Our Human Heritage

By Nhilde Davidson

It is said that "to err is human, to forgive divine"; however, being human means more than just making mistakes. We need to know who and what we are, to understand what we mean when we call ourselves human, and not merely animal, plant, or rock. To find the key to our humanness we have to look within the nature of ourselves — at the structure that underlies the external material forms. We are thinking animals, composite beings with many voices in our heads. To discriminate among these often conflicting elements of ourselves, we have to be able to make meaningful choices in a manner we will ultimately not regret.

Within all living and apparently inanimate things there is a mystery whose solution is said to liberate us from suffering and give the entity who possesses this knowledge supreme bliss. MAN KNOW THYSELF has been the advice of sages throughout the ages — for within lies the kingdom of heaven. So what do we need to know about ourselves that can give us internal peace and guide us in our daily lives to become a force for good in the world?

Let us first look at what we are. All sentient life needs a vehicle or body to exist. This is the area we are most familiar with as we can see, touch, and interact with the material forms around us. To give and maintain the shape of these vehicles the body is surrounded by a model body — this is less obvious but still logical as things keep their shape in spite of the continuous movement and dying off of cells. Vitality or a vital force animates and allows motion — a substance not often considered as a unique and separate subdivision within the whole life form. But these three aspects, although interesting, are merely the necessary underpinnings for the field where inner growth and experience are played out during a life. Equipped with the necessary vehicular tool, an entity is as yet incomplete; the really fascinating part is where the inner growth and action take place!

In understanding living entities as composed of multiple parts, often taken as seven in number, four aspects are still needed to complete a living being. Desire, the force which impels us to action comes next: colorless in and of itself, it is the spark from which action is born. 'When desire arises it is the decision whether to satisfy the desire or not which is at the root of action (even apparent inaction is action, as the choice is to remain with the status quo for the time being). This leads us immediately to the arena where action takes place, choices are made, and conflict resolved — namely the MIND. Here we do our thinking, decision making, and commands for bodily action have their origin, etc. Since choice means there is more than one route we can take, it implies that the mind can be divided into at least two aspects — a higher and a lower mind — with a third inherent in the fact that there is an element in the middle weighing the pros and cons of the situation in order to make a decision. The lower mind is more closely linked to the desire principle, the higher to the, as yet unexplored, universal or godlike part of ourselves, called spirit by the Christians. This godlike aspect can also be subdivided into two: the buddhi or transformer between the mind (manas) and the atman or breath — that part which links all entities to the divine source of all. Seven parts to a wonderful whole, namely:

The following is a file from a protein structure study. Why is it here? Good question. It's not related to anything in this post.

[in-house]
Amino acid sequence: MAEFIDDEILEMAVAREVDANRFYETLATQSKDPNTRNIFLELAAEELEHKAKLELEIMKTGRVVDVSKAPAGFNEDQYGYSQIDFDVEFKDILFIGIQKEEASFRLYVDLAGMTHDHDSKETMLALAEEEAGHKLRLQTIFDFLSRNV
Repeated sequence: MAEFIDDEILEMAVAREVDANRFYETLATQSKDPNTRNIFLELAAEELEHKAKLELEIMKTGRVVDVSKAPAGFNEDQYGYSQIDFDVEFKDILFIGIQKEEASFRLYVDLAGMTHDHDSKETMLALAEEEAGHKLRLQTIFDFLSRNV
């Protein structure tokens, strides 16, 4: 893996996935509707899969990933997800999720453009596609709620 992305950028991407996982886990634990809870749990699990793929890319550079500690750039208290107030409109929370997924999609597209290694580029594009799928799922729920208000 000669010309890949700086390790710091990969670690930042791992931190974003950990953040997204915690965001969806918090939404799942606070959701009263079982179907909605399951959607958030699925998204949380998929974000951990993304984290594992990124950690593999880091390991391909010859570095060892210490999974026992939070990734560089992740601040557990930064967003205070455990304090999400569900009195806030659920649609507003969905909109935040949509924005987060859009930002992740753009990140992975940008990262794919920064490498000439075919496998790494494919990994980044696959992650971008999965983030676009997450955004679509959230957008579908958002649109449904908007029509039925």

Atman
Buddhi
Manas
Kama
Prana
Linga-Sarira
Sthula-Sarira
Divinity
Spiritual Soul
Mind, Human Soul
Passions and desires
Vitality
Astral or Model Body
Physical Body

When we now ask: "What does it mean to be truly human?" it becomes clear that the answer can be found in the choices we make as individuals. The alignment of the mind will determine what the ultimate fruit of a choice will be. Further, the moment we add to the equation the concept of reincarnation — the idea that everything, from smallest subatomic particle to largest galactic cluster and beyond, is an evolving entity, growing, gaining experience through ongoing embodiments interspersed by periods of rest — the scope and consequences of our actions take on a wider vista. Gone is the hopelessness of failure; tomorrow is verily another day, and the joy found in right action takes on an infinite and warmer appeal as we feel the pulsation of a dynamic universe in which we are an intimate part. More importantly, realizing that we are all pilgrims together on a journey through eternity, time becomes an ally.

By itself reincarnation would be meaningless if there were no means by which harmony could be restored after disruption. Karma is a name given to the law of cause and effect. Neither an avenging angel nor an indulgent god, it is the impersonal law that insures tempered growth and helps us find the truth within ourselves. We are our own masters bearing full responsibility for all of our acts, always learning and changing — motion or change being the one constant. As a river finds its own pathway to the ocean, so in lifetimes of effort we also find our own pathway to our divinity; but like water which does not run uphill, we find our path within the universal law of harmony which we learn to understand through suffering the consequence of incorrect action (just as stubbing our toe teaches us to avoid the bookcase).